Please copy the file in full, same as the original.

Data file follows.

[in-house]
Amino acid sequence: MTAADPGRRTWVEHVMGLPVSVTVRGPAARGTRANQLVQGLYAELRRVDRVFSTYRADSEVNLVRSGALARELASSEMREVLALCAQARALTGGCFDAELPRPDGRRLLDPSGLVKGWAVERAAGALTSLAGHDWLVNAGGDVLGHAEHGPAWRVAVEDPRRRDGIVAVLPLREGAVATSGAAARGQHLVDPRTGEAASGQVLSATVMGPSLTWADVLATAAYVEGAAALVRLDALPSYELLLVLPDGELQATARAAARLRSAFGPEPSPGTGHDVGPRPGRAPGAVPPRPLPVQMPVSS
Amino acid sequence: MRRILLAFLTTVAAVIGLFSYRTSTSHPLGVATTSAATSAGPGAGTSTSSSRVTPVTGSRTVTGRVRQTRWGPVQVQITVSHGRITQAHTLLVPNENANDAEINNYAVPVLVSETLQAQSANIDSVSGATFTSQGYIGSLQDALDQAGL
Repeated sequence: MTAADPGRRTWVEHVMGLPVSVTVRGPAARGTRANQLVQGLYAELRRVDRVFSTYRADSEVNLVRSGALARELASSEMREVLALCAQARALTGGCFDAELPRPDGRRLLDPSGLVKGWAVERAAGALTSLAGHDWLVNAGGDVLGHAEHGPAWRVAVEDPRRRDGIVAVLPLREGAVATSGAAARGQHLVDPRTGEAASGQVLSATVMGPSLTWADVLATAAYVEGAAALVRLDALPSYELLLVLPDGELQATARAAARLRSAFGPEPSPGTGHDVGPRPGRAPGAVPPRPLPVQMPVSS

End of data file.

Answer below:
[in-house]
Amino acid sequence: MTAADPGRRTWVEHVMGLPVSVTVRGPAARGTRANQLVQGLYAELRRVDRVFSTYRADSEVNLVRSGALARELASSEMREVLALCAQARALTGGCFDAELPRPDGRRLLDPSGLVKGWAVERAAGALTSLAGHDWLVNAGGDVLGHAEHGPAWRVAVEDPRRRDGIVAVLPLREGAVATSGAAARGQHLVDPRTGEAASGQVLSATVMGPSLTWADVLATAAYVEGAAALVRLDALPSYELLLVLPDGELQATARAAARLRSAFGPEPSPGTGHDVGPRPGRAPGAVPPRPLPVQMPVSS
Amino acid sequence: MRRILLAFLTTVAAVIGLFSYRTSTSHPLGVATTSAATSAGPGAGTSTSSSRVTPVTGSRTVTGRVRQTRWGPVQVQITVSHGRITQAHTLLVPNENANDAEINNYAVPVLVSETLQAQSANIDSVSGATFTSQGYIGSLQDALDQAGL
Repeated sequence: MTAADPGRRTWVEHVMGLPVSVTVRGPAARGTRANQLVQGLYAELRRVDRVFSTYRADSEVNLVRSGALARELASSEMREVLALCAQARALTGGCFDAELPRPDGRRLLDPSGLVKGWAVERAAGALTSLAGHDWLVNAGGDVLGHAEHGPAWRVAVEDPRRRDGIVAVLPLREGAVATSGAAARGQHLVDPRTGEAASGQVLSATVMGPSLTWADVLATAAYVEGAAALVRLDALPSYELLLVLPDGELQATARAAARLRSAFGPEPSPGTGHDVGPRPGRAPGAVPPRPLPVQMPVSS